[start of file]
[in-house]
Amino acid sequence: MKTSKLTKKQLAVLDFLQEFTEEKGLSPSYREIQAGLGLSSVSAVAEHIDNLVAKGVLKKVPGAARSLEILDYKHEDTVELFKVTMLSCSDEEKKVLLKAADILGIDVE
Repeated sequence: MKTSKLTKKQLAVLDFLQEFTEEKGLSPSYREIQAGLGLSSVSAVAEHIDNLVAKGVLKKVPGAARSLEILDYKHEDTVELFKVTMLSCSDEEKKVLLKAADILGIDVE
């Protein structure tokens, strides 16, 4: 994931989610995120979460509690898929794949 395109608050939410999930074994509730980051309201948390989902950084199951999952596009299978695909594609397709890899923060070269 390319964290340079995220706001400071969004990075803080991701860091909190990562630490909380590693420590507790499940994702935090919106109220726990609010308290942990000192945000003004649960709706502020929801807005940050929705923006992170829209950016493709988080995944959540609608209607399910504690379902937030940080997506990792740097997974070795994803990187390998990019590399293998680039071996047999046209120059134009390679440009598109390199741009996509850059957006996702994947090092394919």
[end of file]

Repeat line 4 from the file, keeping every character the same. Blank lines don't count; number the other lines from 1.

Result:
């Protein structure tokens, strides 16, 4: 994931989610995120979460509690898929794949 395109608050939410999930074994509730980051309201948390989902950084199951999952596009299978695909594609397709890899923060070269 390319964290340079995220706001400071969004990075803080991701860091909190990562630490909380590693420590507790499940994702935090919106109220726990609010308290942990000192945000003004649960709706502020929801807005940050929705923006992170829209950016493709988080995944959540609608209607399910504690379902937030940080997506990792740097997974070795994803990187390998990019590399293998680039071996047999046209120059134009390679440009598109390199741009996509850059957006996702994947090092394919």